Why we insist on pushing ourselves—sometimes too hard:

    Ever been in that asana that leads to a headstand and know it’s not the day to try it out…but push yourself to do so anyway? Those moments of ego directing your yoga practice are not only ineffective. They can be potentially dangerous, too. And somehow, we’ve all crossed that line. Wonder why? “I think it’s about achieving,” explains Brandel. “So much about our city is about always pushing 110 percent. But yoga is just not that. In CrossFit you might do everything 110 percent, so it can be confusing. In my class, if I see someone trying at something, pushing that line, but it looks relatively safe, I’ll let them try. If they’re focusing on their breath, they won’t injure themselves. But, it’s when they aren’t focused or breathing that injury happens. So, if I see a fire, I go put it out. A fix might be as simple as putting a block under their hand. Or maybe I’ll backtrack it. As much as I can, I ask for them to breathe, be present and pay attention. Or, I’ll offer tweaks like finding your foot instead of the ground. That way, everyone is being challenged, but safely. Enjoy your personal yoga practice for you.”

    Why she loves yoga nidra:

    Recently more and more yoga nidra classes (sessions focusing on the art of conscious relaxation) are popping up. Brandel couldn’t be more thrilled. “In yoga nidra, you’re laying in shavashana for 45 minutes to an hour, going through visualizations and rotations of relaxing the body. It’s restoring for our city of such high energy, and it’s getting popular to lie on the floor. It’s so beautiful!” she says. “As much as I love to flow, to see New Yorkers being still and working on their minds is gorgeous. I hope we see more, and I hope more versions of yoga emerge. I’ve seen fliers for heavy metalyoga,and there are people who might start to practice because of that!”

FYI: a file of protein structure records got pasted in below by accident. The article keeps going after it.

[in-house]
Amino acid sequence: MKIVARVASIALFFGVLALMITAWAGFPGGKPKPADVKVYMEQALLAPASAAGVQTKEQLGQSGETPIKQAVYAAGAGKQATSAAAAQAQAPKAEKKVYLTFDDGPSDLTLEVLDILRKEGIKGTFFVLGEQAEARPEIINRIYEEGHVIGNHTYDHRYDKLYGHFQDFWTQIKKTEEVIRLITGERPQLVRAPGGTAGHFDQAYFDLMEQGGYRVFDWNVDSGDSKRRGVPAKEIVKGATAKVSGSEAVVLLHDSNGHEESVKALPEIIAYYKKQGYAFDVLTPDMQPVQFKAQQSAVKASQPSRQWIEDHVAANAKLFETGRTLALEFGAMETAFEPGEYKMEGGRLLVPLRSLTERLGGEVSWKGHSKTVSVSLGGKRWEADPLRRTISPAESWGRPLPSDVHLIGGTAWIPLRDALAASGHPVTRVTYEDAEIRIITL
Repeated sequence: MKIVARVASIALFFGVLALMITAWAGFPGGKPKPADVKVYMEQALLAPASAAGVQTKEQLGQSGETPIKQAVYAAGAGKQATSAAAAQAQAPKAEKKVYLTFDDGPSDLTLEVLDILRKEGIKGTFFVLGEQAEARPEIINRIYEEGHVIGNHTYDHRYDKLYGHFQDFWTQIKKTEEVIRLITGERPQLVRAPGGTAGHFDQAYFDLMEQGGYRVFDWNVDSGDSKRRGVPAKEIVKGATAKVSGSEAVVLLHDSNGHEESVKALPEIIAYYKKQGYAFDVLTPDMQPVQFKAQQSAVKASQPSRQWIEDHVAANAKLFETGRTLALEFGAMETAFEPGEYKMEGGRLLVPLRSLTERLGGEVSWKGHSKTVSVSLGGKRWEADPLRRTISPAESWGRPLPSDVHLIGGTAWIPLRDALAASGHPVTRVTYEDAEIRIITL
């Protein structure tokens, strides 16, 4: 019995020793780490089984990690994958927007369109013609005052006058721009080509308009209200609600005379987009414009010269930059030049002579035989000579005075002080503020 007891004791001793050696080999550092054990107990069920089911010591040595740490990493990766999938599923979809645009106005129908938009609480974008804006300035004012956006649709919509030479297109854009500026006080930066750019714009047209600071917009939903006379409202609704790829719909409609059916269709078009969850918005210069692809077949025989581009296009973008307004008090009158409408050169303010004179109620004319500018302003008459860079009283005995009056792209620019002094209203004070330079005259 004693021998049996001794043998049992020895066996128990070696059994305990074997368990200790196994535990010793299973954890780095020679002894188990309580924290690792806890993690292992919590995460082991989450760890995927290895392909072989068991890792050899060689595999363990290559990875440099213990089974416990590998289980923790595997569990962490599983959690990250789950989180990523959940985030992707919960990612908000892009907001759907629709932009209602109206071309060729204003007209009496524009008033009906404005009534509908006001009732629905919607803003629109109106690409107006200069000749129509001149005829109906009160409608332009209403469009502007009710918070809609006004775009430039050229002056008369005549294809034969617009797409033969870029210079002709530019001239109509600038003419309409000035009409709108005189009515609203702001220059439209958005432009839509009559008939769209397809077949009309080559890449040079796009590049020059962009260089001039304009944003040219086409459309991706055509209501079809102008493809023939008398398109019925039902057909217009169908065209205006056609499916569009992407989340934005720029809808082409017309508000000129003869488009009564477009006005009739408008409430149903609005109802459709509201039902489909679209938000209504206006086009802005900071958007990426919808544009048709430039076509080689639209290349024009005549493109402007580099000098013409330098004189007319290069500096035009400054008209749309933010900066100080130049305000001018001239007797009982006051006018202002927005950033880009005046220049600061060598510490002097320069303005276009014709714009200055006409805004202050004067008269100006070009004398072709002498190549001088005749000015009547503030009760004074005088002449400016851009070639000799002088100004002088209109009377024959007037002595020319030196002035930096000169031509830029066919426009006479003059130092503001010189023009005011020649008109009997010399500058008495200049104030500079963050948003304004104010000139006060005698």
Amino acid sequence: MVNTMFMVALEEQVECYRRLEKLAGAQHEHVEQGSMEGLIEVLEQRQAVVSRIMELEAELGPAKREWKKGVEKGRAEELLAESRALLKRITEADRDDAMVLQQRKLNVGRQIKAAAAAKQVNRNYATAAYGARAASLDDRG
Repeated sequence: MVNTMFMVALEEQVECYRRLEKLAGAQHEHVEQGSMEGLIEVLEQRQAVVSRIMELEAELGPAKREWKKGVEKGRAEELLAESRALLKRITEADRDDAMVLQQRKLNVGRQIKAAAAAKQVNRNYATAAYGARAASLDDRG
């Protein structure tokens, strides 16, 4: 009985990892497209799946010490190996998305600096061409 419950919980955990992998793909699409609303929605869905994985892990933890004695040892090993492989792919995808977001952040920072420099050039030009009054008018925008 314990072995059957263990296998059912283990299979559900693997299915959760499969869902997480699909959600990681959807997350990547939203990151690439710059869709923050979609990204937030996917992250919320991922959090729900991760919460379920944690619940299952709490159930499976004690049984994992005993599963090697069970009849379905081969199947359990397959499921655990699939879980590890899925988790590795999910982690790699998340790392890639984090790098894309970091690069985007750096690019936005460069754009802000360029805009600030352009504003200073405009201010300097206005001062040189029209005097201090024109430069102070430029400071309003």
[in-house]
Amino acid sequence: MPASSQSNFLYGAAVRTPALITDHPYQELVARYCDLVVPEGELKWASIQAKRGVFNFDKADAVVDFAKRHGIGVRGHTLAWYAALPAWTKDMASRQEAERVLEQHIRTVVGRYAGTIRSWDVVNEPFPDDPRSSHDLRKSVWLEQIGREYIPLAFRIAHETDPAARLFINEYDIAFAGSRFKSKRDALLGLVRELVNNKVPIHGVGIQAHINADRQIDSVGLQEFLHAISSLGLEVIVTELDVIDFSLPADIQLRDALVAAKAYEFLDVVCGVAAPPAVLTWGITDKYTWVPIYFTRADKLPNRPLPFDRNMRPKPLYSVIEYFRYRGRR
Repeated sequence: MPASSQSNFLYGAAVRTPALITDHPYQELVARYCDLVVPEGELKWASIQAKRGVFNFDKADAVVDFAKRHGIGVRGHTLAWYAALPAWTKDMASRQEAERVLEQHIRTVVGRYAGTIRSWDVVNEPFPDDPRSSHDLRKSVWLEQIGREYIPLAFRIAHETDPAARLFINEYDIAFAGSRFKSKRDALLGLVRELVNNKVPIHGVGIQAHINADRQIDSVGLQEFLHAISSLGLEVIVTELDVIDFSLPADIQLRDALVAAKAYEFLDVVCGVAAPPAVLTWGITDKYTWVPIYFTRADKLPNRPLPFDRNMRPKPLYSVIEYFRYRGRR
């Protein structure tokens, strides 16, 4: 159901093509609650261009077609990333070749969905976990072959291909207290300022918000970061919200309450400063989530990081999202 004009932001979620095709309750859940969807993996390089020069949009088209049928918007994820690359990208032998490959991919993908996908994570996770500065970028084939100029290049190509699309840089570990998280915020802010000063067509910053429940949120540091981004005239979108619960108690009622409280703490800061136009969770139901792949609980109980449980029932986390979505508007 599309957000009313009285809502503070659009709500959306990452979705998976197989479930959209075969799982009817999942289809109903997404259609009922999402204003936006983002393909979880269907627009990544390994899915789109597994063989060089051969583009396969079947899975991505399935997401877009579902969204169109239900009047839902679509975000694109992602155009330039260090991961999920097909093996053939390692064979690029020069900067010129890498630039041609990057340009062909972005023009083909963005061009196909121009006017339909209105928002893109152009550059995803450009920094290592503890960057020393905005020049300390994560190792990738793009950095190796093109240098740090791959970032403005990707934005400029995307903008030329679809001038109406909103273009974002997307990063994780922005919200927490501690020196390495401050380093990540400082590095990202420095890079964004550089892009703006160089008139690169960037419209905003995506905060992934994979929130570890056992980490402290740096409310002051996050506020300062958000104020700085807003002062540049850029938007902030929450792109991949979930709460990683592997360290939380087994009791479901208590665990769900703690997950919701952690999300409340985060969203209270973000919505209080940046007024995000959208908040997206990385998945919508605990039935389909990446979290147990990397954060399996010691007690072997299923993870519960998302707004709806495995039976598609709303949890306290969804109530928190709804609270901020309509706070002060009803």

Why considering your yoga experience holistically might be helpful:

    We’ve all been guilty of it: Running into class late, trying to step oh-so-gingerly to your favorite spot in the front—and disrupting everyone in your path. For Brandel, a better option might be to peek in before you enter, and if everyone’s already in that closed-eye bliss out, wait in the back, set your intention there and then find your spot when the flow gets going. Remembering that you’re there to slow down, be present and breathe into the community of the class makes that approach that much more appealing. “I love, love, love the trend of yoga and brunch. It’s a great community builder for friendship, but there can be a lot of un-yogic talk or texting before class. So consider: You’re preparing to come into this place of non-judgment, but if you’re talking smack before and after class, is yoga really what you’re doing?” she says with a laugh. “Instead, maybe your yoga can help you look fabulous and be a more empathetic human?”

    On the other end of class, leaving before cool down doesn’t allow you to fully reap the physical and mental benefits yoga offers. “Sometimes people leave as soon as cool down starts, perhaps thinking, ‘Well, I got my abs in and that’s it,” she says. “But your body really needs that counter to be truly safe. Plus, you might love shavasana!”

    Laura’s NYC Favorites:
    Healthy Restaurant: Peacefood Cafe
    Splurge Meal: Egg and cheese on an everything bagel (once a week, with my husband)
    Bar: Gallow Green at The McKittrick Hotel
    Calming Activity: Reading
    Fitness Spot: Swimming At Riverside State Park's pool
    Favorite Yoga Wear: Good HYOUman

    Laura’s SBS Mantra: Be Kind: That’s my personal creed. Before I lead a yoga class or rehearsal, I take a breath and mentally repeat ‘be kind.’